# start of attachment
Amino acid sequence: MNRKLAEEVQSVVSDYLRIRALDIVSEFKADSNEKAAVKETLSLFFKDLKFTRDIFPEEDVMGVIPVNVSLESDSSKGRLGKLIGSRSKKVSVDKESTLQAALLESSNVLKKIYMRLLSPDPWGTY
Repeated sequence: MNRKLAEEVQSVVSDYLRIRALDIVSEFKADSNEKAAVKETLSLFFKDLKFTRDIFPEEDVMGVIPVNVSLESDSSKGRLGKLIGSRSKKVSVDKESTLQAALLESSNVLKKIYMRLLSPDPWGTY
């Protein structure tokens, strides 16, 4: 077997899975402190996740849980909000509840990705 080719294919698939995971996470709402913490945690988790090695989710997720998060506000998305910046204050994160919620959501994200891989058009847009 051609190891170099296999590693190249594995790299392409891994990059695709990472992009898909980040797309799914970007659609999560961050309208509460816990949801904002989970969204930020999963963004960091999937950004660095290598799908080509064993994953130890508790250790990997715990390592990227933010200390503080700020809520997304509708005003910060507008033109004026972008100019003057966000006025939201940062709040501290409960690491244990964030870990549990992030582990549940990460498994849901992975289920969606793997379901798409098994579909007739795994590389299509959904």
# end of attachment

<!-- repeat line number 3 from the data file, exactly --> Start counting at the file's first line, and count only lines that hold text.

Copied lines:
């Protein structure tokens, strides 16, 4: 077997899975402190996740849980909000509840990705 080719294919698939995971996470709402913490945690988790090695989710997720998060506000998305910046204050994160919620959501994200891989058009847009 051609190891170099296999590693190249594995790299392409891994990059695709990472992009898909980040797309799914970007659609999560961050309208509460816990949801904002989970969204930020999963963004960091999937950004660095290598799908080509064993994953130890508790250790990997715990390592990227933010200390503080700020809520997304509708005003910060507008033109004026972008100019003057966000006025939201940062709040501290409960690491244990964030870990549990992030582990549940990460498994849901992975289920969606793997379901798409098994579909007739795994590389299509959904």